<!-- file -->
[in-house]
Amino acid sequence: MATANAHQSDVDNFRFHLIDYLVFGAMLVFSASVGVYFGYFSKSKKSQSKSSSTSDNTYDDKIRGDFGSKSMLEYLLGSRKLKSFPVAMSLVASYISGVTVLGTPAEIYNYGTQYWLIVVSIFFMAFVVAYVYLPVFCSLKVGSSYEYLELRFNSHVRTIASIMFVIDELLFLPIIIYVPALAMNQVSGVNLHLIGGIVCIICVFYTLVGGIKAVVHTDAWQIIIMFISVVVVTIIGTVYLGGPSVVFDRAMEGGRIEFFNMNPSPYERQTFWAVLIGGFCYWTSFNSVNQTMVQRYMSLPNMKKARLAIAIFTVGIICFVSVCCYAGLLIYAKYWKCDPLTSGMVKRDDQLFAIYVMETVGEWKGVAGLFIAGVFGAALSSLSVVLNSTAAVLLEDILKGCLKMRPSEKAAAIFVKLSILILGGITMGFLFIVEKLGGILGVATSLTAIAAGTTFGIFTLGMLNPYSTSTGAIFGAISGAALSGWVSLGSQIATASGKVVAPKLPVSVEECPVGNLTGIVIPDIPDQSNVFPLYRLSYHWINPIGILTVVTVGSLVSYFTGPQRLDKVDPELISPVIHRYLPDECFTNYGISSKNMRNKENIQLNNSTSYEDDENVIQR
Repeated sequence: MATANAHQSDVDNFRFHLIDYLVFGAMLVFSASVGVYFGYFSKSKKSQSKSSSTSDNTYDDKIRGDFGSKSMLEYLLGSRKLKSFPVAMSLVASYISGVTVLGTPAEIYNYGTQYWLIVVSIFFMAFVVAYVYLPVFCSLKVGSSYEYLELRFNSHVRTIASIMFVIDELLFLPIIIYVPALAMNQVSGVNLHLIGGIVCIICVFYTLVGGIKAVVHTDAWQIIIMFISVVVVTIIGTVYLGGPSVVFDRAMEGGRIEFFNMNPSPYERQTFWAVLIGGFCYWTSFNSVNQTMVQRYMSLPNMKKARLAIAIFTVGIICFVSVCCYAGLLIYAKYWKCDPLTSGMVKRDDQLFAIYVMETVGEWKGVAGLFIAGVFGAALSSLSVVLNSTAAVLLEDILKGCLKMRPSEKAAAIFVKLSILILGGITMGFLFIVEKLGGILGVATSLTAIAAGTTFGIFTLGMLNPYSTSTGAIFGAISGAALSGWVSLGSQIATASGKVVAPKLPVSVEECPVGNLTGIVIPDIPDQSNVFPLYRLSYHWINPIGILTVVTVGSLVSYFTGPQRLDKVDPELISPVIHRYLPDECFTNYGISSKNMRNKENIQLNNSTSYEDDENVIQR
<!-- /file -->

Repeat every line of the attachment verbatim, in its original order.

[in-house]
Amino acid sequence: MATANAHQSDVDNFRFHLIDYLVFGAMLVFSASVGVYFGYFSKSKKSQSKSSSTSDNTYDDKIRGDFGSKSMLEYLLGSRKLKSFPVAMSLVASYISGVTVLGTPAEIYNYGTQYWLIVVSIFFMAFVVAYVYLPVFCSLKVGSSYEYLELRFNSHVRTIASIMFVIDELLFLPIIIYVPALAMNQVSGVNLHLIGGIVCIICVFYTLVGGIKAVVHTDAWQIIIMFISVVVVTIIGTVYLGGPSVVFDRAMEGGRIEFFNMNPSPYERQTFWAVLIGGFCYWTSFNSVNQTMVQRYMSLPNMKKARLAIAIFTVGIICFVSVCCYAGLLIYAKYWKCDPLTSGMVKRDDQLFAIYVMETVGEWKGVAGLFIAGVFGAALSSLSVVLNSTAAVLLEDILKGCLKMRPSEKAAAIFVKLSILILGGITMGFLFIVEKLGGILGVATSLTAIAAGTTFGIFTLGMLNPYSTSTGAIFGAISGAALSGWVSLGSQIATASGKVVAPKLPVSVEECPVGNLTGIVIPDIPDQSNVFPLYRLSYHWINPIGILTVVTVGSLVSYFTGPQRLDKVDPELISPVIHRYLPDECFTNYGISSKNMRNKENIQLNNSTSYEDDENVIQR
Repeated sequence: MATANAHQSDVDNFRFHLIDYLVFGAMLVFSASVGVYFGYFSKSKKSQSKSSSTSDNTYDDKIRGDFGSKSMLEYLLGSRKLKSFPVAMSLVASYISGVTVLGTPAEIYNYGTQYWLIVVSIFFMAFVVAYVYLPVFCSLKVGSSYEYLELRFNSHVRTIASIMFVIDELLFLPIIIYVPALAMNQVSGVNLHLIGGIVCIICVFYTLVGGIKAVVHTDAWQIIIMFISVVVVTIIGTVYLGGPSVVFDRAMEGGRIEFFNMNPSPYERQTFWAVLIGGFCYWTSFNSVNQTMVQRYMSLPNMKKARLAIAIFTVGIICFVSVCCYAGLLIYAKYWKCDPLTSGMVKRDDQLFAIYVMETVGEWKGVAGLFIAGVFGAALSSLSVVLNSTAAVLLEDILKGCLKMRPSEKAAAIFVKLSILILGGITMGFLFIVEKLGGILGVATSLTAIAAGTTFGIFTLGMLNPYSTSTGAIFGAISGAALSGWVSLGSQIATASGKVVAPKLPVSVEECPVGNLTGIVIPDIPDQSNVFPLYRLSYHWINPIGILTVVTVGSLVSYFTGPQRLDKVDPELISPVIHRYLPDECFTNYGISSKNMRNKENIQLNNSTSYEDDENVIQR